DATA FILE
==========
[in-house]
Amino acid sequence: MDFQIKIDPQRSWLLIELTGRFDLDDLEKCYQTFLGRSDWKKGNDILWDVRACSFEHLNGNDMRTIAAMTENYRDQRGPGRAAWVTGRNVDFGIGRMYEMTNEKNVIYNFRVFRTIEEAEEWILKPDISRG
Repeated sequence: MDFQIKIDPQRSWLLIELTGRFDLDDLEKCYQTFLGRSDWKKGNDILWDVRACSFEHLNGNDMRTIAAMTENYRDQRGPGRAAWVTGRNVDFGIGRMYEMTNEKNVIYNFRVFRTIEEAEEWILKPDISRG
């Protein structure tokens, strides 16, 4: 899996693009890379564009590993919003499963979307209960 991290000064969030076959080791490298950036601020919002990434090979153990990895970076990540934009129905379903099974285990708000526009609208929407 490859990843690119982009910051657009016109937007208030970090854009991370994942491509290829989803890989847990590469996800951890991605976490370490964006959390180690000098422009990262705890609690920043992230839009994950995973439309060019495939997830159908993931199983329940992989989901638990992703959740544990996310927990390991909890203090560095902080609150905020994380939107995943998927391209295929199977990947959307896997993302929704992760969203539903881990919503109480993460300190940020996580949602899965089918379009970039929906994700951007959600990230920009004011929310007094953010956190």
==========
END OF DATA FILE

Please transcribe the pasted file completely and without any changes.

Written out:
[in-house]
Amino acid sequence: MDFQIKIDPQRSWLLIELTGRFDLDDLEKCYQTFLGRSDWKKGNDILWDVRACSFEHLNGNDMRTIAAMTENYRDQRGPGRAAWVTGRNVDFGIGRMYEMTNEKNVIYNFRVFRTIEEAEEWILKPDISRG
Repeated sequence: MDFQIKIDPQRSWLLIELTGRFDLDDLEKCYQTFLGRSDWKKGNDILWDVRACSFEHLNGNDMRTIAAMTENYRDQRGPGRAAWVTGRNVDFGIGRMYEMTNEKNVIYNFRVFRTIEEAEEWILKPDISRG
């Protein structure tokens, strides 16, 4: 899996693009890379564009590993919003499963979307209960 991290000064969030076959080791490298950036601020919002990434090979153990990895970076990540934009129905379903099974285990708000526009609208929407 490859990843690119982009910051657009016109937007208030970090854009991370994942491509290829989803890989847990590469996800951890991605976490370490964006959390180690000098422009990262705890609690920043992230839009994950995973439309060019495939997830159908993931199983329940992989989901638990992703959740544990996310927990390991909890203090560095902080609150905020994380939107995943998927391209295929199977990947959307896997993302929704992760969203539903881990919503109480993460300190940020996580949602899965089918379009970039929906994700951007959600990230920009004011929310007094953010956190």